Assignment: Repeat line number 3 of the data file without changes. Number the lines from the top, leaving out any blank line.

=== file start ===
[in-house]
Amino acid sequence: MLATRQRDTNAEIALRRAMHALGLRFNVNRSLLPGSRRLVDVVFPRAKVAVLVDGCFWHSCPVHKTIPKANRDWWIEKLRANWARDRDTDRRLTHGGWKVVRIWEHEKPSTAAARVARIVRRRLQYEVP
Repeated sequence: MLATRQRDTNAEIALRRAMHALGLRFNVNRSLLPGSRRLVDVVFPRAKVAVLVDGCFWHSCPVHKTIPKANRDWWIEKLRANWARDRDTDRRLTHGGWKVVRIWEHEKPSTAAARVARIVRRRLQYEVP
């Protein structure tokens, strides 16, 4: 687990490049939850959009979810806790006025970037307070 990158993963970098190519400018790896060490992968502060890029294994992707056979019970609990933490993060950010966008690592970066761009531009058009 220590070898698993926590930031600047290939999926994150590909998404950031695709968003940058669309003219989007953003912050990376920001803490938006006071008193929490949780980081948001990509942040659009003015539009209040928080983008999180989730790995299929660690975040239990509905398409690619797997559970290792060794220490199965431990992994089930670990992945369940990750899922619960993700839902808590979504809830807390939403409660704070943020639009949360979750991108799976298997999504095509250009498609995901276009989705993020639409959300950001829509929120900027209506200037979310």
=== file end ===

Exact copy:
Repeated sequence: MLATRQRDTNAEIALRRAMHALGLRFNVNRSLLPGSRRLVDVVFPRAKVAVLVDGCFWHSCPVHKTIPKANRDWWIEKLRANWARDRDTDRRLTHGGWKVVRIWEHEKPSTAAARVARIVRRRLQYEVP